Bush sees reason to be encouraged by local-level progress

Times Staff Writer

President Bush sought to reassure the nation Saturday that he saw “signs of progress” in Iraq, especially at the local level, despite a week that saw the deadliest suicide bombings since the American-led invasion in 2003.

In his weekly radio address, Bush argued that “Americans can be encouraged” by evidence of reconciliation in several provinces that suffered intense sectarian violence or served as hotbeds of the insurgency.

“The rule of law is being restored,” he said.

“Virtually every city and town” in Al Anbar province in western Iraq now has a mayor and functioning municipal council, Bush said. He cited similar political advances in parts of Muthanna, Diyala and Nineveh provinces. Iraq has 18 provinces.


Bush conceded that the central Iraqi government had failed to produce similar political progress on a national level despite the U.S. troop increase and a six-month security crackdown. But he argued that reconciliation at the local level would “help create the conditions for reconciliation in Baghdad as well.”

Prime Minister Nouri Maliki’s government in Baghdad faces mounting criticism in Washington for incompetence, sloth and sectarianism. Eleven cabinet ministers have boycotted the struggling government in recent weeks and six other slots remain empty, and the parliament insisted on taking August off.

Bush’s optimistic comments, which he taped on vacation at his Texas ranch, help prepare for a crucial Sept. 15 White House report to Congress on progress in Iraq. It will rely on the assessments of Ambassador Ryan Crocker and senior military leaders, including Army Gen. David H. Petraeus, the senior U.S. commander in Iraq, and Navy Adm. William J. Fallon, the U.S. commander in the Middle East.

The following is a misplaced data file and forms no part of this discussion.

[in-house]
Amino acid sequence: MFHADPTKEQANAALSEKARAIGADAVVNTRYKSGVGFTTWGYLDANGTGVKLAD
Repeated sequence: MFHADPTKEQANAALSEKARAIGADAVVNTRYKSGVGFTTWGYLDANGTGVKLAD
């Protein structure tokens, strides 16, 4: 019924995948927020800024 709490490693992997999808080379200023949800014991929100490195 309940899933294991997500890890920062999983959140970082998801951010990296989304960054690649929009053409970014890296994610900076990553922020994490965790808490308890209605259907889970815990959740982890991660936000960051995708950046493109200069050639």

They have not yet reported or made recommendations to the White House, however, and Bush “has made no decisions yet on the way ahead,” Gordon Johndroe, a deputy White House spokesman, told reporters in Crawford. “We’ll just have to see.”


Johndroe denied published reports that the White House planned to bar Crocker and Petraeus from appearing in public to discuss their conclusions and advice. Both, Johndroe said, will testify in open session to relevant congressional committees.

In his radio address, Bush said that U.S. and Iraqi forces had “struck powerful blows against Al Qaeda terrorists and violent extremists” in Al Anbar and other long-restive provinces.

(Experts say the militant group Al Qaeda in Iraq is a homegrown Sunni Arab extremist organization that uses a corps of foreign fighters to launch suicide bombings and other terrorist attacks. The group has claimed a loose affiliation to Osama bin Laden’s network, but the precise links are unknown.)

In a new offensive called Phantom Strike, Bush said, “we are carrying out targeted operations against terrorists and extremists fleeing Baghdad and other key cities to prevent them from returning or setting up new bases of operation.”

He said “our hearts go out to the families” of the hundreds of villagers, mostly members of the Yazidi religious sect, who were killed Tuesday in four coordinated bombings in northern Iraq, near the Syrian border. The area lies north of the latest American offensive, but Bush vowed that “our troops are going to go after the murderers behind this horrific attack.”

Bush trumpeted the work of the American-led provincial reconstruction teams in promoting political and economic development in each province. Twenty-five teams, comprising more than 450 people, are now active, according to a fact sheet issued by the U.S. Embassy in Baghdad.

“They bring together military, civilian and diplomatic personnel to help Iraqi communities rebuild infrastructure, create jobs, and encourage reconciliation from the ground up,” Bush said.

But a report released this month by the nonpartisan Center for Strategic and International Studies, a Washington think tank, wrote that the teams had not achieved notable results.


After visiting Iraq, the center’s Anthony H. Cordesman wrote that the teams “are badly undermanned and largely still ineffective, even in the provinces where they can actually operate and move with some degree of freedom.”